New skaters like Carlson can sign up for private lessons or join group lessons on Saturday mornings. The organization also provides Build A Skateboard workshops and hosts themed skate nights and birthday parties. At the end of 2013, Launch was able to invest in a 15-passenger van that brings young skaters to outside skate parks for day trips around Northern Colorado. Launch also hosts competitions, and is soon hosting an annual Halloween skate competition at Northside Aztlan Skatepark on Saturday, Oct. 28. The event is free, and all participants must be in costume to compete.
The organization applies for many grants and sells merchandise such as T-shirts and hats with the Launch logo, but Launch largely operates on public support to keep it thriving. Launch recently had a fundraiser at New Belgium Brewery called All Hands on Deck. The art show was made possible by 60 artists donating their time to paint skateboards that Launch sold at the brewery.
“Our focus is definitely on adolescents, and I think by default, that is who is getting involved in skateboarding,” Weiss said. “But in our recent fundraiser, you know, no kids were really involved in it, yet there are all these people that are my age that value what skateboarding gave them especially in their younger years. That is one of the reasons I think launch can exist, because there are people with kids of their own now that really see the benefit of it.”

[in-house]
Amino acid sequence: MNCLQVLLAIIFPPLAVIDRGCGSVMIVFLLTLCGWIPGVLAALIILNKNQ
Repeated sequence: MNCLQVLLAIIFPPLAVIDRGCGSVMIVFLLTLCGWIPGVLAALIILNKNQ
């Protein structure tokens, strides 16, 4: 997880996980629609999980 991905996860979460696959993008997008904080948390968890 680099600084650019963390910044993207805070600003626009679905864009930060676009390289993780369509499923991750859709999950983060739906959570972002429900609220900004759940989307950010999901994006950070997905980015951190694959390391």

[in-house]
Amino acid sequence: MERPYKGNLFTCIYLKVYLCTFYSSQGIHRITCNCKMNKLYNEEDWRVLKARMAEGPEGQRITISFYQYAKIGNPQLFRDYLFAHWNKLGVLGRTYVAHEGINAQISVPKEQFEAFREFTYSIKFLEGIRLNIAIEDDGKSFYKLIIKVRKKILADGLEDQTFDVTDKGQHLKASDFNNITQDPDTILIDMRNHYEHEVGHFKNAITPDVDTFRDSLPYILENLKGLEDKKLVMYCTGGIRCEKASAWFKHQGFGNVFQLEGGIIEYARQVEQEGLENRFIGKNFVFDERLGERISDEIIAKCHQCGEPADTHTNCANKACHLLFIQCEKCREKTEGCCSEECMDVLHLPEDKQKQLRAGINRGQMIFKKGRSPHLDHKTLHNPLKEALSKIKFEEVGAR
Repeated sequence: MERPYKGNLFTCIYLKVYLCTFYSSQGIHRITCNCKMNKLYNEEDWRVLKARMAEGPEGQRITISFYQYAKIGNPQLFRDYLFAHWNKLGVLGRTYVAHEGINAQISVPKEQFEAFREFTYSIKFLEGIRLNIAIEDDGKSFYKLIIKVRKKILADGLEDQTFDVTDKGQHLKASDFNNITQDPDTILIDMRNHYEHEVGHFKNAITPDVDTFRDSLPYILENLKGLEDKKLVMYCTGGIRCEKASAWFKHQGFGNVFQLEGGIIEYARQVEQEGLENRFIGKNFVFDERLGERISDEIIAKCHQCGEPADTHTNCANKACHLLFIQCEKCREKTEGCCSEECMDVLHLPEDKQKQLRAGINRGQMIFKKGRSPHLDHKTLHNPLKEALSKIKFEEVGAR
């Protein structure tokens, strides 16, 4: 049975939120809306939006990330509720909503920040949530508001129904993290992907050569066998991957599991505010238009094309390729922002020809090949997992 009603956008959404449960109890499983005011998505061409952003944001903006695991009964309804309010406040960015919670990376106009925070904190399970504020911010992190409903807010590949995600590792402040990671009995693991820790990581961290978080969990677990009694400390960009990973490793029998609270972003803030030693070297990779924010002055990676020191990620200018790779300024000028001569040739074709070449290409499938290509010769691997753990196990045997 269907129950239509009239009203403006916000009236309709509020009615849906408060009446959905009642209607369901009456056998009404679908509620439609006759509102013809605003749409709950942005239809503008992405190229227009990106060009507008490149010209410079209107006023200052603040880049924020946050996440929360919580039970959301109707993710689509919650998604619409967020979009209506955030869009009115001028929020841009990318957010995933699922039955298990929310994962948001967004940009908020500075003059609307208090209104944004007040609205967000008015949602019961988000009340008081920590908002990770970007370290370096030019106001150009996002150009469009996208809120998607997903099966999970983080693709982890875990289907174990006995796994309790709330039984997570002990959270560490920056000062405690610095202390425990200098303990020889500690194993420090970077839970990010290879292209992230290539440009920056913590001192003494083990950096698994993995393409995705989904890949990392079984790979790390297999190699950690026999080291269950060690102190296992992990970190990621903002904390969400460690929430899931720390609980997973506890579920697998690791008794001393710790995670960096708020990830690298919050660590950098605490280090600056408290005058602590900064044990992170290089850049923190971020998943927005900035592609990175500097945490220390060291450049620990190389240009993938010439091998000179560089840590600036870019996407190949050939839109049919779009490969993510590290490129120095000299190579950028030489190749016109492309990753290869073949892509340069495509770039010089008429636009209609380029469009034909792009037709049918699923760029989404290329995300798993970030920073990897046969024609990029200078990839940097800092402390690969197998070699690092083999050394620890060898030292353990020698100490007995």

Weiss said that most of Launch’s programs are concentrated on working with an at-risk population. Because skateboarding is engaging to a population of people who are not necessarily team sports people that are attracted to the independence and no-rules aspect of the sport, accessibility is a high prioritization for Launch. Skateboarding has personally gotten Weiss through heavy times in his life the way sports like football can do for others.
Frank Bishop, a third year forest fire science major at Colorado State University, volunteered at Launch’s front desk after skating at the indoor Skatepark during the winter.
“What I think is really is cool is that Launch fosters an intersectional space to be used. There are over 30’s nights, there are ladies’ nights, there are 13 and under sessions and beginner sessions,” Bishop said. “And you know, what that does is create a space to be used by everyone to make skateboarding an accessible thing to them, which is super beneficial to everyone who is involved in it.”
Weiss said he would love to see more CSU students get involved with Launch in the future.
For those who do not own their own equipment, Launch provides quality skateboards and helmets to rent for a low price. Skating at the Launch location is only one dollar an hour, a reasonable fee for an indoor park. The organization is primarily volunteer driven, but there are plans in the process of expanding hours during the winter with an addition of a new part-time position so that Launch can continue to foster an accessible community of growth and empowerment all year round.
- What: Annual Halloween skate competition
- Where: Northside Aztlan Skatepark
- When: Saturday, Oct. 28
- Cost: free
Collegian reporter Miranda Moses can be reached at email@example.com or on Twitter @mirandasrad.